3

I'm looking for a similar AMD cheap modern replacement of this card (Radeon HD 4870 1-Gb 256 bit GDDR5) for my old computer but i'm not very sure about the way to go. Price between (50$-100$)

What modern AMD card would have a similar or better performance and work with my computer in that price range?

The PC specs are:

  • Intel Quad Q9550 2.83 Ghz
  • RAM: 4 Gb 1333 MHz
  • Motherboard: ASRock G41C-GS
  • PSU: 750 W
  • What do you do on your computer? Which country (for shipping)? Why do you want to upgrade? (any specific performance bottlenecks?) – timuzhti Dec 13 '16 at 10:19
  • I don't want to upgrade the computer. I want similar performance. It's just that the GPU is starting to fall apart. In fact i have it to be able to test my software in that generation of computers to see how it behaves compared to newer computers. – SaintJob 2.0 Dec 13 '16 at 15:39
  • What does your software do? Is it graphics intensive? If not, a graphics card isn't going to help the software perform. – Cfinley Dec 13 '16 at 17:06
  • I don't want it to perform better, i just want that computer to work in a similar way as i've said already. My sofware in fact is a grid computing cross CPU/GPU organic platform and that computer is just another node. I don't care about the specs as far as they are similar because it will just serve as a compatibility and processing reference. – SaintJob 2.0 Dec 13 '16 at 17:46
  • 2
    Have you considered buying a replacement Radeon HD 4870 1-Gb 256 bit GDDR5? That way, you already have the drivers and know how it will function for your purposes. – 0-60FPS Dec 27 '16 at 2:05
4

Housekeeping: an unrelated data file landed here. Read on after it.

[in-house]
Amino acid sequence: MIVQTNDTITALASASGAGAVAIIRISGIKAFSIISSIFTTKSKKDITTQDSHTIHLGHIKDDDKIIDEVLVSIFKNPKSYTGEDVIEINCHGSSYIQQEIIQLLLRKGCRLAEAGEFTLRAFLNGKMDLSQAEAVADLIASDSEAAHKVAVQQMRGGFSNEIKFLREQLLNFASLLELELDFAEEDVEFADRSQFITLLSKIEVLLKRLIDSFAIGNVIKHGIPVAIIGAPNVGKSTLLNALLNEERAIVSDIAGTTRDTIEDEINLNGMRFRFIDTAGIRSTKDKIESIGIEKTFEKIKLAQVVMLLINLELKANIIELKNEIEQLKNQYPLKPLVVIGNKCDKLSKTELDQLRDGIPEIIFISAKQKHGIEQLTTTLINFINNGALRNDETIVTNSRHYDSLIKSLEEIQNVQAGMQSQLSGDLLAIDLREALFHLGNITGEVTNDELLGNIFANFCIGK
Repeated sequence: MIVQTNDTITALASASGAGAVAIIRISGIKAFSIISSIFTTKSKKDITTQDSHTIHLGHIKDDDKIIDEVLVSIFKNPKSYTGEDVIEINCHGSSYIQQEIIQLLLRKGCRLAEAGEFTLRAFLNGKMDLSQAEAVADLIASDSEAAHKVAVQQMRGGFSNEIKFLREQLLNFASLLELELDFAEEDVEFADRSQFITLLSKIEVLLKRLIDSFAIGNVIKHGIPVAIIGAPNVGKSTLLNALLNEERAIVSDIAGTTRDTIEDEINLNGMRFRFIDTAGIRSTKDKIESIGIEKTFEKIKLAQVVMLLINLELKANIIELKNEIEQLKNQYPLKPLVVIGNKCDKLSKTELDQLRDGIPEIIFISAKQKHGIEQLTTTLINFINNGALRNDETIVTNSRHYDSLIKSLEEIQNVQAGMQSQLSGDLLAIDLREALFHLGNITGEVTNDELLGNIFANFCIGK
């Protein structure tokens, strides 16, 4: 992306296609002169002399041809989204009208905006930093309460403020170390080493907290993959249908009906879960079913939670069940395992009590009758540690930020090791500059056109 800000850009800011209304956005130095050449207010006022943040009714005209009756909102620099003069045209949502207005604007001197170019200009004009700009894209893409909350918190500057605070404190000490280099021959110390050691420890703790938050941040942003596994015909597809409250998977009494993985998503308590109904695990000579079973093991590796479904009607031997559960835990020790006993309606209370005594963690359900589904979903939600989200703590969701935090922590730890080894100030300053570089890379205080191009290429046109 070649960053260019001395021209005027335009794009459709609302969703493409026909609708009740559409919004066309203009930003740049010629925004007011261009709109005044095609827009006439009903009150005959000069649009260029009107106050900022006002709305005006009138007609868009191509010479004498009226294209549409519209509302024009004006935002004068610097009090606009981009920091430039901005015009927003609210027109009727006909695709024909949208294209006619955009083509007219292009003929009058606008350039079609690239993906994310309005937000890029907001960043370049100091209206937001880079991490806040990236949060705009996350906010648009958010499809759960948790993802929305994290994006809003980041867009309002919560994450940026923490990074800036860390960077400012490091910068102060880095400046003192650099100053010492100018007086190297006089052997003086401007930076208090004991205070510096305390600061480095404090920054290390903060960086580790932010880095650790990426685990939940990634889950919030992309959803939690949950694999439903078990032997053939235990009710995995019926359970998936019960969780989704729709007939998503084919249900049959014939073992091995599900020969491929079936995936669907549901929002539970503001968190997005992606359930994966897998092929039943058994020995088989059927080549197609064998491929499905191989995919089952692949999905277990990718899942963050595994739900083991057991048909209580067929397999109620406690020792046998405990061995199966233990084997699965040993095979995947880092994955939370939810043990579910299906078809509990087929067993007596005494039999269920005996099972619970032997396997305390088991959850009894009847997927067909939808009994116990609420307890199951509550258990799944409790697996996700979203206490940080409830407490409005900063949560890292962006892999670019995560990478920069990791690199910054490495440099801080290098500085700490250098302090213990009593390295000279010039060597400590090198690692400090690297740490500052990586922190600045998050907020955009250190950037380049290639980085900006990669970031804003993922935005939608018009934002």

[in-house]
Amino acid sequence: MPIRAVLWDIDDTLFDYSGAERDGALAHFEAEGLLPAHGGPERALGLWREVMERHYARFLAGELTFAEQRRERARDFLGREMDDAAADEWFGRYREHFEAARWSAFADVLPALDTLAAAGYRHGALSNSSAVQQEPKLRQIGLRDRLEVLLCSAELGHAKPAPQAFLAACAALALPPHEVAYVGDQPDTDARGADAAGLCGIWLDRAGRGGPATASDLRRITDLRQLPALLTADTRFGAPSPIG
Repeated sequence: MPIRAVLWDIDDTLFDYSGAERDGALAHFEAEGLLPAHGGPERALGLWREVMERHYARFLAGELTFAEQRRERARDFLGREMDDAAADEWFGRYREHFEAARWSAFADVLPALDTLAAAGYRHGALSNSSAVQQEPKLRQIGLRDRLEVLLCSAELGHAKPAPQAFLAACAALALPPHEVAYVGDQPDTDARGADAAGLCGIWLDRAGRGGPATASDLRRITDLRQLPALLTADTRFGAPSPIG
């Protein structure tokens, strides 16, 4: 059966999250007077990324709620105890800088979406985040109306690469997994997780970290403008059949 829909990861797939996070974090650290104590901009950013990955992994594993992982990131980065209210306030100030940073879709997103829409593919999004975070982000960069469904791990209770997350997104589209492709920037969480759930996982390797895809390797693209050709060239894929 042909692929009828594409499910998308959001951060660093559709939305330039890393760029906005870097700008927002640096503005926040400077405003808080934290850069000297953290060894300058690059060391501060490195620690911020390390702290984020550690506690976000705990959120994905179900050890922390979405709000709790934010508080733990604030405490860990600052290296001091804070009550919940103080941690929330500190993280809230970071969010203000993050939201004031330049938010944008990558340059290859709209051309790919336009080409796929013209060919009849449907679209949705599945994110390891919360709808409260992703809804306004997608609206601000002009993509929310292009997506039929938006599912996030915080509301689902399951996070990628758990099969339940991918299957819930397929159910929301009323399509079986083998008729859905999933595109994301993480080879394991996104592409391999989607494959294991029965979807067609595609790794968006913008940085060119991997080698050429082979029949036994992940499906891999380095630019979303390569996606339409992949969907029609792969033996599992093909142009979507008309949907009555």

If you're looking to purchase new, and want roughly comparable single-precision computing power, I recommend the MSI Radeon R7 250, $75 from Newegg. It's got about 70% the single-precision speed of the 4870, twice the RAM, and draws half the power. Note that if you need double-precision computing power, this is a bad choice: it's only 20% as powerful as your current card.

If you need double-precision computing power, I recommend you look on Amazon or Ebay for another 4870. The HD 4000 series had unusually high double-precision performance, and a modern replacement will run you at least $200.

| improve this answer | |
  • Well Mark you just hit the bulls-eye and gave an pretty good idea of price margins. Before reading your answer i already bought exactly the same card barely used. My software mainly uses nodes to perform OpenCL double precision calculations on miscelaneous configurations so testing the performance on some newer computers with newer cards the price went over 200$ to get better results. On top of that this card has been running day and night nonstop for years on a high demand basis with no problems. Given i won't upgrade the computer itself the same card was the best choice. – SaintJob 2.0 Dec 29 '16 at 0:22
0

Try a Nvidia GeForce 1050. It's about $110 on Amazon and good enough for your needs with that machine. Yes, it's Nvidia, but you don't need to replace an AMD with an AMD.

Anything more powerful than this, you should just consider upgrading your whole computer.

| improve this answer | |
  • Thanks for the answer Ryan. I know in general there's no point in sticking to one or another chipset, but for my specific software i've checked over a long time that midrange AMD cards are way more cost-effective than Nvidia options. Maybe that would be different if i used CUDA, but i can't. – SaintJob 2.0 Dec 29 '16 at 0:31
  • Oh, darn. Yeah there's always the chip specific parallel computing solutions that are incompatible with the other vendor. – Ryan Dec 30 '16 at 1:42
0

HD Radeon RX 460 is the way better option.

Since an AMD solution was explicitly requested for technical reasons, how about the XFX HD Radeon RX 460 for $99? It's significantly better than the R7 250 and not much more expensive.

| improve this answer | |

Your Answer

By clicking “Post Your Answer”, you agree to our terms of service, privacy policy and cookie policy

Not the answer you're looking for? Browse other questions tagged or ask your own question.